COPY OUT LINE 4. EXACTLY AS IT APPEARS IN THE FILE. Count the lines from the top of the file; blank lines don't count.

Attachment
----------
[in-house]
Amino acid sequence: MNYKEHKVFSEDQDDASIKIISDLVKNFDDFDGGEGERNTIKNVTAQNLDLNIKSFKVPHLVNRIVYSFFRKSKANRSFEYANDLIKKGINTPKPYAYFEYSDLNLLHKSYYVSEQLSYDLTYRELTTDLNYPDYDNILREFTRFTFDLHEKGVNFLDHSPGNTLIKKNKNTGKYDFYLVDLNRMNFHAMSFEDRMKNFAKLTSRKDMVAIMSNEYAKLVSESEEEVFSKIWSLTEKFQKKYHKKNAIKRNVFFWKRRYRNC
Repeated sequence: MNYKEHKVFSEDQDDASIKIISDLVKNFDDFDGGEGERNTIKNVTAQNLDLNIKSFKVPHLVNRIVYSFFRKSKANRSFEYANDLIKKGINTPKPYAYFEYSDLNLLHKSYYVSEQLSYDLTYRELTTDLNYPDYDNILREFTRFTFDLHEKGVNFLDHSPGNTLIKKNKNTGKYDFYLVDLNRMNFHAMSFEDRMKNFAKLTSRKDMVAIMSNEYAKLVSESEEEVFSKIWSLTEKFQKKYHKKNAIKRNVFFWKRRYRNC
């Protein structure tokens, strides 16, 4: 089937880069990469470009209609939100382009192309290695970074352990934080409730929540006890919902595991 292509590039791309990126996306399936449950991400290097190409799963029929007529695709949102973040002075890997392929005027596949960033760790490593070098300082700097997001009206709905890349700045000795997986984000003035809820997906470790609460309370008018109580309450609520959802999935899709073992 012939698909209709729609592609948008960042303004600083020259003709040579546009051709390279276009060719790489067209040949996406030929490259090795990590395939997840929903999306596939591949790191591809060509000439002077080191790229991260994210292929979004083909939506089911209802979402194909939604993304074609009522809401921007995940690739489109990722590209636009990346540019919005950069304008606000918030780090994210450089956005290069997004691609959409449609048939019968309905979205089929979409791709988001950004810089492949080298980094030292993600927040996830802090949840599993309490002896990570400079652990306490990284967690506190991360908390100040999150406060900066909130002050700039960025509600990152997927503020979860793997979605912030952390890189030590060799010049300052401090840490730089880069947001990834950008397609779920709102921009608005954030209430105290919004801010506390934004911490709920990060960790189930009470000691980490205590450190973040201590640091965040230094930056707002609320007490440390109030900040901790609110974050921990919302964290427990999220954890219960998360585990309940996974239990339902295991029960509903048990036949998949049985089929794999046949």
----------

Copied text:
């Protein structure tokens, strides 16, 4: 089937880069990469470009209609939100382009192309290695970074352990934080409730929540006890919902595991 292509590039791309990126996306399936449950991400290097190409799963029929007529695709949102973040002075890997392929005027596949960033760790490593070098300082700097997001009206709905890349700045000795997986984000003035809820997906470790609460309370008018109580309450609520959802999935899709073992 012939698909209709729609592609948008960042303004600083020259003709040579546009051709390279276009060719790489067209040949996406030929490259090795990590395939997840929903999306596939591949790191591809060509000439002077080191790229991260994210292929979004083909939506089911209802979402194909939604993304074609009522809401921007995940690739489109990722590209636009990346540019919005950069304008606000918030780090994210450089956005290069997004691609959409449609048939019968309905979205089929979409791709988001950004810089492949080298980094030292993600927040996830802090949840599993309490002896990570400079652990306490990284967690506190991360908390100040999150406060900066909130002050700039960025509600990152997927503020979860793997979605912030952390890189030590060799010049300052401090840490730089880069947001990834950008397609779920709102921009608005954030209430105290919004801010506390934004911490709920990060960790189930009470000691980490205590450190973040201590640091965040230094930056707002609320007490440390109030900040901790609110974050921990919302964290427990999220954890219960998360585990309940996974239990339902295991029960509903048990036949998949049985089929794999046949």